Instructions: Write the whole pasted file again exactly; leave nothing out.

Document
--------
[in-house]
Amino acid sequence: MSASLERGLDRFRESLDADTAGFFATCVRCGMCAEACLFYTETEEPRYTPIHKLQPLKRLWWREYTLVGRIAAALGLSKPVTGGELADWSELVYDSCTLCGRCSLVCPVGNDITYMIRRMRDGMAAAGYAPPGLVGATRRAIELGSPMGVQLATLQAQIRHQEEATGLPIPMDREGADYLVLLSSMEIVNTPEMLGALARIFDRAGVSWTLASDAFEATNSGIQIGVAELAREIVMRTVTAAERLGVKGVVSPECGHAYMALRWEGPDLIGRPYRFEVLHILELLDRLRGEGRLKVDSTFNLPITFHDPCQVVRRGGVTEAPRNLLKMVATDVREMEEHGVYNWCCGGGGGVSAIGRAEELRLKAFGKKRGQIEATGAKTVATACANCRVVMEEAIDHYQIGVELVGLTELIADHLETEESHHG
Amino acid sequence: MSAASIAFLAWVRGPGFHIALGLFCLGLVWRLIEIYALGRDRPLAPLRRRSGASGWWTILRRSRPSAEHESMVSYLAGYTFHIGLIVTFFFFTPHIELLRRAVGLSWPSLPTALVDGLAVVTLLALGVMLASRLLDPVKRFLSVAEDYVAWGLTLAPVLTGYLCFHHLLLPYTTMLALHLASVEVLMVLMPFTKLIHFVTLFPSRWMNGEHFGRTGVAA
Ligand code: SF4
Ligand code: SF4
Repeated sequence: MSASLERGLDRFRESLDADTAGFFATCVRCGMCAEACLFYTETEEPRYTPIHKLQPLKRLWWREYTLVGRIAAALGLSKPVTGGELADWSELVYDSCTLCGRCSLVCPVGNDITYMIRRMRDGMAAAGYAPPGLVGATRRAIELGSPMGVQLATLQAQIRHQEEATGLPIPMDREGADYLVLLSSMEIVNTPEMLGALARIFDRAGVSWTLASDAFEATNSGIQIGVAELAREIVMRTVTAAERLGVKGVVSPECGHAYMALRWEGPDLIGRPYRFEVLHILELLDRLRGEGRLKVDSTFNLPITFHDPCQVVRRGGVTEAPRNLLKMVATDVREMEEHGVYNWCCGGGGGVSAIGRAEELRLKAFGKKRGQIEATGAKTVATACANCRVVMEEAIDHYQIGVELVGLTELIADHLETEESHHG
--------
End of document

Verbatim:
[in-house]
Amino acid sequence: MSASLERGLDRFRESLDADTAGFFATCVRCGMCAEACLFYTETEEPRYTPIHKLQPLKRLWWREYTLVGRIAAALGLSKPVTGGELADWSELVYDSCTLCGRCSLVCPVGNDITYMIRRMRDGMAAAGYAPPGLVGATRRAIELGSPMGVQLATLQAQIRHQEEATGLPIPMDREGADYLVLLSSMEIVNTPEMLGALARIFDRAGVSWTLASDAFEATNSGIQIGVAELAREIVMRTVTAAERLGVKGVVSPECGHAYMALRWEGPDLIGRPYRFEVLHILELLDRLRGEGRLKVDSTFNLPITFHDPCQVVRRGGVTEAPRNLLKMVATDVREMEEHGVYNWCCGGGGGVSAIGRAEELRLKAFGKKRGQIEATGAKTVATACANCRVVMEEAIDHYQIGVELVGLTELIADHLETEESHHG
Amino acid sequence: MSAASIAFLAWVRGPGFHIALGLFCLGLVWRLIEIYALGRDRPLAPLRRRSGASGWWTILRRSRPSAEHESMVSYLAGYTFHIGLIVTFFFFTPHIELLRRAVGLSWPSLPTALVDGLAVVTLLALGVMLASRLLDPVKRFLSVAEDYVAWGLTLAPVLTGYLCFHHLLLPYTTMLALHLASVEVLMVLMPFTKLIHFVTLFPSRWMNGEHFGRTGVAA
Ligand code: SF4
Ligand code: SF4
Repeated sequence: MSASLERGLDRFRESLDADTAGFFATCVRCGMCAEACLFYTETEEPRYTPIHKLQPLKRLWWREYTLVGRIAAALGLSKPVTGGELADWSELVYDSCTLCGRCSLVCPVGNDITYMIRRMRDGMAAAGYAPPGLVGATRRAIELGSPMGVQLATLQAQIRHQEEATGLPIPMDREGADYLVLLSSMEIVNTPEMLGALARIFDRAGVSWTLASDAFEATNSGIQIGVAELAREIVMRTVTAAERLGVKGVVSPECGHAYMALRWEGPDLIGRPYRFEVLHILELLDRLRGEGRLKVDSTFNLPITFHDPCQVVRRGGVTEAPRNLLKMVATDVREMEEHGVYNWCCGGGGGVSAIGRAEELRLKAFGKKRGQIEATGAKTVATACANCRVVMEEAIDHYQIGVELVGLTELIADHLETEESHHG